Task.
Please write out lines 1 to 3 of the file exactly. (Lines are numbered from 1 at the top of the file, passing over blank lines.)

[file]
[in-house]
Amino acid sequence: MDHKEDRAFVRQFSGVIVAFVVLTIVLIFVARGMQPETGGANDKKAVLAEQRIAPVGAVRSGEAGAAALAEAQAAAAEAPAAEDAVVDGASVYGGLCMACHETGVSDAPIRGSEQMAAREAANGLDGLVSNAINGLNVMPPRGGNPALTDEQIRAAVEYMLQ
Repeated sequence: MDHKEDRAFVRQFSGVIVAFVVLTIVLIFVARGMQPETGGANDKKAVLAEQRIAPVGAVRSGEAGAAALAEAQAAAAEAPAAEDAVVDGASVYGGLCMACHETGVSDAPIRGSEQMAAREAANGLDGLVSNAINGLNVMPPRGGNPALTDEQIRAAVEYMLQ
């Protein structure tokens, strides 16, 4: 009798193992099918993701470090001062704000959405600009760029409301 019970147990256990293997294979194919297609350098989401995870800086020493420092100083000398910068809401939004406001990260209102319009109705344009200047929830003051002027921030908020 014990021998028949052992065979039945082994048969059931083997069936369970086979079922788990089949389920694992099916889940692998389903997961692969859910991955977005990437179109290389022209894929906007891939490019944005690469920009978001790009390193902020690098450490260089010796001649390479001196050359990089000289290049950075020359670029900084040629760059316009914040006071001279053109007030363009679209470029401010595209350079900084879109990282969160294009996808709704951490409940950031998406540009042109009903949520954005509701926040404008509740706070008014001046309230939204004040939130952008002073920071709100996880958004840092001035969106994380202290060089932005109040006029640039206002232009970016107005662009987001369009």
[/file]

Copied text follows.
[in-house]
Amino acid sequence: MDHKEDRAFVRQFSGVIVAFVVLTIVLIFVARGMQPETGGANDKKAVLAEQRIAPVGAVRSGEAGAAALAEAQAAAAEAPAAEDAVVDGASVYGGLCMACHETGVSDAPIRGSEQMAAREAANGLDGLVSNAINGLNVMPPRGGNPALTDEQIRAAVEYMLQ
Repeated sequence: MDHKEDRAFVRQFSGVIVAFVVLTIVLIFVARGMQPETGGANDKKAVLAEQRIAPVGAVRSGEAGAAALAEAQAAAAEAPAAEDAVVDGASVYGGLCMACHETGVSDAPIRGSEQMAAREAANGLDGLVSNAINGLNVMPPRGGNPALTDEQIRAAVEYMLQ